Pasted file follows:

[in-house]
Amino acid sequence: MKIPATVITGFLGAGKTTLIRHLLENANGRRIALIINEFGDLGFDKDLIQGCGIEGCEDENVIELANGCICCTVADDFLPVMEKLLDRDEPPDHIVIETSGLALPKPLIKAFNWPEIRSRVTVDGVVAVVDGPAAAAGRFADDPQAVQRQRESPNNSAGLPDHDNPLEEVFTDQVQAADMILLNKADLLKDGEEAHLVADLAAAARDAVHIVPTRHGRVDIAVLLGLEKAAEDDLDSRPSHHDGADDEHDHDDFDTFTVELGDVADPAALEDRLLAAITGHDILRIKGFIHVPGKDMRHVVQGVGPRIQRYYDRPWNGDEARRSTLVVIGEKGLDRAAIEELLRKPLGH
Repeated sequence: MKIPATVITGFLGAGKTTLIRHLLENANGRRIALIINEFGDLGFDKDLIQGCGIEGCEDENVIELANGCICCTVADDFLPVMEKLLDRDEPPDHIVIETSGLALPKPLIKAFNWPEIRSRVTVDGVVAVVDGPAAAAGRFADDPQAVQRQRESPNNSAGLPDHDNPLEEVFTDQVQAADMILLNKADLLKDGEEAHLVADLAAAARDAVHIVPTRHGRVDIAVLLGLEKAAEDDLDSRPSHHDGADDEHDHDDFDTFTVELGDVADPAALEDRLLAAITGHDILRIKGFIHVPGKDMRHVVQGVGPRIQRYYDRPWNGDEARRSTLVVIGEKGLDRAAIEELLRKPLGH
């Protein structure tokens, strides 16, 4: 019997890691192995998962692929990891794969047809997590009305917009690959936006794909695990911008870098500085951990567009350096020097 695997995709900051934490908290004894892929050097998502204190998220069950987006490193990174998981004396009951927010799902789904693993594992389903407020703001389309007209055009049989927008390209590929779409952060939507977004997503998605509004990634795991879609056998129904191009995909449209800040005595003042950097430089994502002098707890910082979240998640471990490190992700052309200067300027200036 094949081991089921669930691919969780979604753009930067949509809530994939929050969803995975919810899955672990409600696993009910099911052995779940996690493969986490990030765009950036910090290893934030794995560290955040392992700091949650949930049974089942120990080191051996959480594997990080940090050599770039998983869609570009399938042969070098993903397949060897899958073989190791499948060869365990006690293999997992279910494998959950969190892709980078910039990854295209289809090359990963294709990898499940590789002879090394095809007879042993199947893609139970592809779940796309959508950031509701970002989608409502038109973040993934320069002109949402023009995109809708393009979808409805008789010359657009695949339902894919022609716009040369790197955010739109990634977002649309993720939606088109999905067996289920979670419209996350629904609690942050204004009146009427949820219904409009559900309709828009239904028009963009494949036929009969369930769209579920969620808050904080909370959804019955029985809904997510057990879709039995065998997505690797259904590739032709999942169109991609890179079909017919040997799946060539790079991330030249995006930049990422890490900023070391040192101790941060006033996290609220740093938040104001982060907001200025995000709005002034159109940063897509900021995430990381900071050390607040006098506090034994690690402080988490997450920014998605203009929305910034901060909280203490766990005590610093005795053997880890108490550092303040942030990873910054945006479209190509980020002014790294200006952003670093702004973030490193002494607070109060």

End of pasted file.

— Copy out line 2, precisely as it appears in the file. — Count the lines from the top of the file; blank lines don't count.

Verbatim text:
Amino acid sequence: MKIPATVITGFLGAGKTTLIRHLLENANGRRIALIINEFGDLGFDKDLIQGCGIEGCEDENVIELANGCICCTVADDFLPVMEKLLDRDEPPDHIVIETSGLALPKPLIKAFNWPEIRSRVTVDGVVAVVDGPAAAAGRFADDPQAVQRQRESPNNSAGLPDHDNPLEEVFTDQVQAADMILLNKADLLKDGEEAHLVADLAAAARDAVHIVPTRHGRVDIAVLLGLEKAAEDDLDSRPSHHDGADDEHDHDDFDTFTVELGDVADPAALEDRLLAAITGHDILRIKGFIHVPGKDMRHVVQGVGPRIQRYYDRPWNGDEARRSTLVVIGEKGLDRAAIEELLRKPLGH